The idea originated in misunderstandings of epidemiological studies that detailed the natural history of substance misuse. However, the studies did not look at causality. They were interpreted as such and gave rise to immediate controversy that some degree of substance use will necessarily lead to a wider degree of substance use. One of the foundations of the gateway drug hypothesis is that drug use changes the brain’s neural pathways. Eventually, these pathways become standard channels of communication in the brain (becoming good at the language or the habit becoming second nature). This is where substance misuse and substance use disorder come in: Drugs change the brain’s chemical pathways, rewiring the connections so a person using the drugs associates the drug with feelings of pleasure, happiness, reward, and anticipation.[3]The gateway drug hypothesis is that once the brain’s neural pathways have been sufficiently altered by the use of drugs, this chemically normalizes the brain to seek out “harder” drugs to maintain those pathways. Some animal studies have found that the use of one drug made animals more likely to become dependent on other drugs. This has been connected to observational data that, in a similar way, people who use some drugs when they are younger go on to use other drugs when they are older.

However, we know that addiction is much more complicated than the simple “gateway hypothesis” might imply. Many other factors like genetic predisposition and environment likely play a much more significant role in SUD than simple prior use of a gateway drug.

Genetic Predisposition 

Genetic predisposition definitely matters in addiction, says the American Psychological Association. There is clear and consistent evidence that a person with family history of SUD is more likely to be at risk for developing their own SUD.[4] 

Environmental Factors 

Similarly, environment is also a risk factor for addiction. Living in close proximity to people who use drugs or alcohol, having easy access to drugs or alcohol, or living in economic depression and a culture of stress have all been connected with the likelihood of developing a SUD.[5] As the Nature journal points out, “the inheritance of addiction is a complicated affair,.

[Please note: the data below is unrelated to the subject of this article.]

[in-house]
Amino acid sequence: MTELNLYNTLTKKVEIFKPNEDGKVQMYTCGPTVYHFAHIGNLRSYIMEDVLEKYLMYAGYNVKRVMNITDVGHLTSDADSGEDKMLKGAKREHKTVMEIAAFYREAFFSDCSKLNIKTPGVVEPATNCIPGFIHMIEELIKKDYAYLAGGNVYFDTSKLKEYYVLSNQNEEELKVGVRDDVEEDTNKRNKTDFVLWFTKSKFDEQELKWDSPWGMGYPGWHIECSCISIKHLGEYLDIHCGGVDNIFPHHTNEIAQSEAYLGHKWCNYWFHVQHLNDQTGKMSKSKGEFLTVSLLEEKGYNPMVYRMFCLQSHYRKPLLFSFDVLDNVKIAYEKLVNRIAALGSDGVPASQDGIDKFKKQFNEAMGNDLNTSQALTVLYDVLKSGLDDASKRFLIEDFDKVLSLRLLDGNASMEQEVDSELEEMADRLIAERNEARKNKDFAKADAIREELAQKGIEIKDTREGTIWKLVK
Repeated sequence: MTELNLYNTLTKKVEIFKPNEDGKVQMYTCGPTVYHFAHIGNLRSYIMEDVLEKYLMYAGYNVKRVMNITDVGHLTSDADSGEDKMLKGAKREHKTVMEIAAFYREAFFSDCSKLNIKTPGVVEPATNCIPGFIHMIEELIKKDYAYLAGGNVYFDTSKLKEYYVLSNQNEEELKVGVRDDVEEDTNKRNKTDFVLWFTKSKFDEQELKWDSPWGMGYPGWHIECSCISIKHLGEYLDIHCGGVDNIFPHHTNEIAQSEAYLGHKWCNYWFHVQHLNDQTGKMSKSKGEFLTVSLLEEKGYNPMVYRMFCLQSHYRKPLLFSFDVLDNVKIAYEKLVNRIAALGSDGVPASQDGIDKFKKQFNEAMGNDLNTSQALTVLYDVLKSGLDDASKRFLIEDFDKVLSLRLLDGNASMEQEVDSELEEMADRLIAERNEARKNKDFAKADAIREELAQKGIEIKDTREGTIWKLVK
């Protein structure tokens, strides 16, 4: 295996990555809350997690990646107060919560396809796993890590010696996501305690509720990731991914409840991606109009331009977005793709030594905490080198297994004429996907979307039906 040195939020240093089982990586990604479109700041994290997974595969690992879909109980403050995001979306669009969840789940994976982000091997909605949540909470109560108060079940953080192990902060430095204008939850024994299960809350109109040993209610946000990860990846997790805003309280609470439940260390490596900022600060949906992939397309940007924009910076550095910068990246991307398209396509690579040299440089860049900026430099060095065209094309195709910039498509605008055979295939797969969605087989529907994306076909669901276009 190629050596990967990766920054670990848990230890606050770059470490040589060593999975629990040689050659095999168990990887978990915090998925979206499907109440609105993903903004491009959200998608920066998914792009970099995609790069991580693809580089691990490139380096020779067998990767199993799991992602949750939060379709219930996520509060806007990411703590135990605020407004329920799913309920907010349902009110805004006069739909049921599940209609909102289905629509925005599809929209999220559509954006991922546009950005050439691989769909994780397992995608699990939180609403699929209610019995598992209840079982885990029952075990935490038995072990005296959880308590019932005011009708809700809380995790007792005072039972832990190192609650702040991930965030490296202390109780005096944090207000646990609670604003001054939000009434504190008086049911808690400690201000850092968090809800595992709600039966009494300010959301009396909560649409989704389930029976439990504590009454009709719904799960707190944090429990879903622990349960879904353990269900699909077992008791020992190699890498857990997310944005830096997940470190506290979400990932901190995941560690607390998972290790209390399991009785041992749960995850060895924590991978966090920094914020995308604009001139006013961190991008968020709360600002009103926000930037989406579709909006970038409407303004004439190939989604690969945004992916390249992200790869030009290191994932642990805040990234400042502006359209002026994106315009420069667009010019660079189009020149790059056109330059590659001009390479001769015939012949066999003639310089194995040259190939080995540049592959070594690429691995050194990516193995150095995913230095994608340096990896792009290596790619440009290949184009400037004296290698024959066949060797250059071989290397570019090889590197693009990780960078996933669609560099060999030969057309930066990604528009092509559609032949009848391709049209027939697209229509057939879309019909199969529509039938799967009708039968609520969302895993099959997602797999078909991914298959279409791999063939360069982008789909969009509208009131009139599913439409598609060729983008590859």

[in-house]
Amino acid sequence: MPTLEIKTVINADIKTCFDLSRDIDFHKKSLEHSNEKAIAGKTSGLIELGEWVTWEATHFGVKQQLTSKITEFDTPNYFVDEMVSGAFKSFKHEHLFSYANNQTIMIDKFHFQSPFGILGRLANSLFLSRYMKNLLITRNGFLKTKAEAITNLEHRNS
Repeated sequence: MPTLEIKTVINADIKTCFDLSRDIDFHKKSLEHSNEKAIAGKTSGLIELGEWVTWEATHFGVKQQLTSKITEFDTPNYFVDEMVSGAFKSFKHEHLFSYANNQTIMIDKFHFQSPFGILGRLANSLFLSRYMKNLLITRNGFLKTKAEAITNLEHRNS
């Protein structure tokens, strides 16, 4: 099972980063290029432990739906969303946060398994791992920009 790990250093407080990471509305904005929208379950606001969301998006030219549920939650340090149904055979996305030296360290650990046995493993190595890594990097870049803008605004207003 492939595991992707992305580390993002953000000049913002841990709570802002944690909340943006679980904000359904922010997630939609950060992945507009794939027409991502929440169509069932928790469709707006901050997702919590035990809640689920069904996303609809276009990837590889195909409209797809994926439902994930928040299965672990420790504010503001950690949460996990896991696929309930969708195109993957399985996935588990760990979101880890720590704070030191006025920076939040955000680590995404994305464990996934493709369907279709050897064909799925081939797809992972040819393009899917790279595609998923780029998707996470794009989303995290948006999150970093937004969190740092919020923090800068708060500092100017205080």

Many feel that the gateway hypothesis is too simplistic and does not leave enough room for nuance when trying to determine the many factors that contribute to addiction.[6] It is impossible to attribute addiction to something as simple as the misuse of one or multiple “gateway drugs”. Addiction never has one sole determinant, it is a multifactorial problem that involves a combination of genetic and environmental factors. 

The Bottom Line

While substance misuse of any kind — whether it be alcohol, nicotine, or marijuana — does increase the likelihood of further drug use, attributing addiction disorders totally or even primarily to prior use of a gateway drug is likely a drastic oversimplification. Causes of substance use disorders are always multifactorial and complicated, and only by addressing the complexity of addiction can we begin to successfully treat it in those suffering from addiction.

Elena Hill, MD, MPH

Elena Hill, MD; MPH received her MD and Masters of Public Health degrees at Tufts Medical School and completed her family medicine residency at Boston Medical Center. She is currently an attending physician at Bronxcare Health Systems in the Bronx, NY where she works as a primary care physician as well as part time in pain management and integrated health. Her clinical interests include underserved health care, chronic pain and integrated/alternative health.

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Citations

  1. Marijuana as a Gateway Drug: The Myth That Will Not Die. TIME. https://healthland.time.com/2010/10/29/marijuna-as-a-gateway-drug-the-myth-that-will-not-die/. October 2010. Accessed March 2022.
  2. Testing the Gateway Hypothesis. Neuropsychopharmacology. https://www.ncbi.nlm.nih.gov/pmc/articles/PMC5506797/. April 2017. Accessed March 2022.
  3. Institute of Medicine (US) Committee on Opportunities in Drug Abuse Research. Pathways of Addiction: Opportunities in Drug Abuse Research. Washington (DC): National Academies Press (US). https://www.ncbi.nlm.nih.gov/books/NBK232964/. 1996. Accessed March 2022.
  4. Genes Matter in Addiction. Monitor on Psychology. http://www.apa.org/monitor/2008/06/genes-addict. June 2008. Accessed March 2022.
  5. Risky Substance Use Environments and Addiction: A New Frontier for Environmental Justice Research. International Journal of Environmental Research and Public Health. https://pubmed.ncbi.nlm.nih.gov/27322303/. June 2016. Accessed March 2022.
  6. No More Addictive Personality. Nature. https://www.nature.com/articles/522S48a. June 2015. Accessed March 2022.
  7. Marijuana Has Proven to Be a Gateway Drug. The New York Times. https://www.nytimes.com/roomfordebate/2016/04/26/is-marijuana-a-gateway-drug/marijuana-has-proven-to-be-a-gateway-drug. April 2016. Accessed March 2022.
  8. Is Marijuana a Gateway Drug? Here's What the Research Says. Vox. https://www.vox.com/2016/4/29/11528410/cannabis-gateway-drug-theory. April 2016. Accessed March 2022.
  9. Marijuana and Medicine: Assessing the Science Base: A Summary of the 1999 Institute of Medicine Report. Archives of General Psychiatry. https://pubmed.ncbi.nlm.nih.gov/10839332/. June 2000. Accessed March 2022.
  10. Alcohol as a Gateway Drug: A study of US 12th Graders. Journal of School Health. https://pubmed.ncbi.nlm.nih.gov/22712674/. August 2012. Accessed March 2022.
  11. Previous Use of Alcohol, Cigarettes, and Marijuana and Subsequent Abuse of Prescription Opioids in Young Adults. Journal of Adolescent Health. https://www.ncbi.nlm.nih.gov/pmc/articles/PMC3552239/. February 2013. Accessed March 2022.
  12. ‘Gateway Hypothesis’ and Early Drug Use: Additional Findings From Tracking a Population-Based Sample of Adolescents to Adulthood. Preventative Medicine Reports. https://www.ncbi.nlm.nih.gov/pmc/articles/PMC4929049/. May 2016. Accessed March 2022.